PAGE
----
SUBRATIONALITY

«The heart has reason of which reason knows not.»

—Blaise Pascal

This simple statement rings very true to me.  It is my conviction that, on some level, human beings are entirely, 100% rational; although they may not fully understand their own line of reasoning.  Thus, the common view of man as a being struggling between a rational self and an emotional (and, by popular implication, irrational) self, is deeply inaccurate.

Emotions are automatic responses to phenomena based upon those phenomenas’ relationships to the subject’s true value system.  For example, a man who believes that a person’s body-ownership is sacrosanct will be deeply upset if he witnesses a rape.  A man who believes that killing someone is never right, regardless of the circumstances, will experience feelings of horror in the face of wars and executions, while someone who believes that under certain circumstances killing is necessary, may or may not experience the same emotions while witnessing the same events.  Therefore, emotions, contrary to popular understanding, can, in fact, be thought of as rational responses to phenomena.

Furthermore, without realizing it, we frequently act upon unidentified and unscrutinized emotional responses.  People who do this regularly (act without being able to identify the reasons for acting in such a way, post-facto) are typically thought of as «impulsive,» yet, I maintain, the reasons are there; they may be obscure, and they probably are not well thought out, yet they are there.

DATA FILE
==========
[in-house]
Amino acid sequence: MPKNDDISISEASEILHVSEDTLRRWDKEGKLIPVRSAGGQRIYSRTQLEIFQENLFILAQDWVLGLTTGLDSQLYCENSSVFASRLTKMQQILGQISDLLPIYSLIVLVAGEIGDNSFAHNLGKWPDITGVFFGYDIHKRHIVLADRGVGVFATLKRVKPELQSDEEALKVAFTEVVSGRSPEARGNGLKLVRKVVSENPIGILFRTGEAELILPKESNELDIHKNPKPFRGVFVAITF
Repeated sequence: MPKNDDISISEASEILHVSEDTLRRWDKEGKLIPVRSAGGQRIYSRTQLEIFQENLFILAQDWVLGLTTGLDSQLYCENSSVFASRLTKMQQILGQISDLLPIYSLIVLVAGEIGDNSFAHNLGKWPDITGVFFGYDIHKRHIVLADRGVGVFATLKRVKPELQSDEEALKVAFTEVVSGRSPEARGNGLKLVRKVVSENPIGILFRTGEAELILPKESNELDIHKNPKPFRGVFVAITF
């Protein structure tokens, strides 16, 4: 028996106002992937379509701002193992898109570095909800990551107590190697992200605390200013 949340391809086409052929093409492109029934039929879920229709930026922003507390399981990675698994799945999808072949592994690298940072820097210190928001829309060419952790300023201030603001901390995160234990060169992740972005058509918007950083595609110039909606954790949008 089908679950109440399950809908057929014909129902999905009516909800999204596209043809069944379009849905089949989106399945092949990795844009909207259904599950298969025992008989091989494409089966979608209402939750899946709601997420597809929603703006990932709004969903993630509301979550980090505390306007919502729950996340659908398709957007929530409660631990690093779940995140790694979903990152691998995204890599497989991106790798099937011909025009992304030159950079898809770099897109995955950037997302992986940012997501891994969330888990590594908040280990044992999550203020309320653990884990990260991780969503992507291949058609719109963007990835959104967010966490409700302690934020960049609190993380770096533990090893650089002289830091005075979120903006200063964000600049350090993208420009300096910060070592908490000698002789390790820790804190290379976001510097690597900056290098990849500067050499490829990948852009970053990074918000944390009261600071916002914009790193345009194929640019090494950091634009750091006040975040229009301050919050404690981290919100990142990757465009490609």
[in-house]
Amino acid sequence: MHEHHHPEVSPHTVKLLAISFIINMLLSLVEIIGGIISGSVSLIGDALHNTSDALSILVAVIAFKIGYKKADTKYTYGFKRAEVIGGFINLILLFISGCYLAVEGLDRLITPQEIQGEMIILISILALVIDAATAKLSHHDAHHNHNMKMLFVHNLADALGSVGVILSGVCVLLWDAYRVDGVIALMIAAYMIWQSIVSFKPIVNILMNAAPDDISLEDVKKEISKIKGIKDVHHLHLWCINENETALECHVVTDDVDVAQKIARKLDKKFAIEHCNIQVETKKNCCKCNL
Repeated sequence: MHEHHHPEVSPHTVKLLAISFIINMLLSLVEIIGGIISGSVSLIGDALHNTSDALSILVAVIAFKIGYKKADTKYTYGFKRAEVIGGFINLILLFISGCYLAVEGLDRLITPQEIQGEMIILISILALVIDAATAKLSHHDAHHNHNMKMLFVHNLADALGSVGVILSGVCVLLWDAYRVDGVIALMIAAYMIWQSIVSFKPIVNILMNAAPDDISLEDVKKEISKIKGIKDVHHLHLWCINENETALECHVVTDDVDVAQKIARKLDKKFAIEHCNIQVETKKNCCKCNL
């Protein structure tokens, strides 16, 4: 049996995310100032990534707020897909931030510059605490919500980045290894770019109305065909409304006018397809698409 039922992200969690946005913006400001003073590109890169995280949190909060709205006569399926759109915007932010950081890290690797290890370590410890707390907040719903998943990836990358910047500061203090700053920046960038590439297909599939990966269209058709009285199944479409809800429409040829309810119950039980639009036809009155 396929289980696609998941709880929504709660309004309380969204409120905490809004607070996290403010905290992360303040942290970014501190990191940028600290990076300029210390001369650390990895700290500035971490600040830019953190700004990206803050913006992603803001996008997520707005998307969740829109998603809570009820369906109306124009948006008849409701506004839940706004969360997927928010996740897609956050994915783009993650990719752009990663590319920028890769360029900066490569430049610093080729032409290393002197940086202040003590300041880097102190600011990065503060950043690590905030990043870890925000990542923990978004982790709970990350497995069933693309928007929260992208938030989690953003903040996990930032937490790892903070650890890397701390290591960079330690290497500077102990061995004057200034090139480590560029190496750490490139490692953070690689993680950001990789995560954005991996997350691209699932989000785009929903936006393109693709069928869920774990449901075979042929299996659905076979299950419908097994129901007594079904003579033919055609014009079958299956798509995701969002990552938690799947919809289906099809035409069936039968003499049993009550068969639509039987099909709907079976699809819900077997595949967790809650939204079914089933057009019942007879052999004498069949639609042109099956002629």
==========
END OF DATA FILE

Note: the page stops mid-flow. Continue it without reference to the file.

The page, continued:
«Do what thou wilt shall be the whole of the law.»

—Aliester Crowley

This statement is entirely correct, although, perhaps not in the sense that the author meant.  Mr. Crowley (of Black Sabbath fame) was a prominent Satanist and Hedonist.  Although the man was frequently cryptic of speech, one might imagine that what he meant by the statement was that one should not be held back by what he considered to be frivolous moral principles.

However, there is another possible meaning to this statement, which I think is perhaps more thoroughly accurate: that our actual value system, in conjunction with a man’s strength of character operates as law which, consciously or unconsciously, guides that man’s behavior by means of constituting his will.

So if you do a thing which is not consistent with your system of values as you understand them, what you must ask yourself is, «Is my understanding of my own value system incorrect, or is some short term sense of gratification able to override what I believe to be right?»

A WISE WOMAN ONCE SAID

«The hardest thing to explain is the glaringly evident which everyone has decided not to see.»

I think that this, to a large extent, encapsulates my purpose, here.

What you refuse to see, I will lay out in such a way that it cannot be misunderstood, and I will relentlessly pusue the logical ends to which such things point.

This is my solemn promise to you, the reader.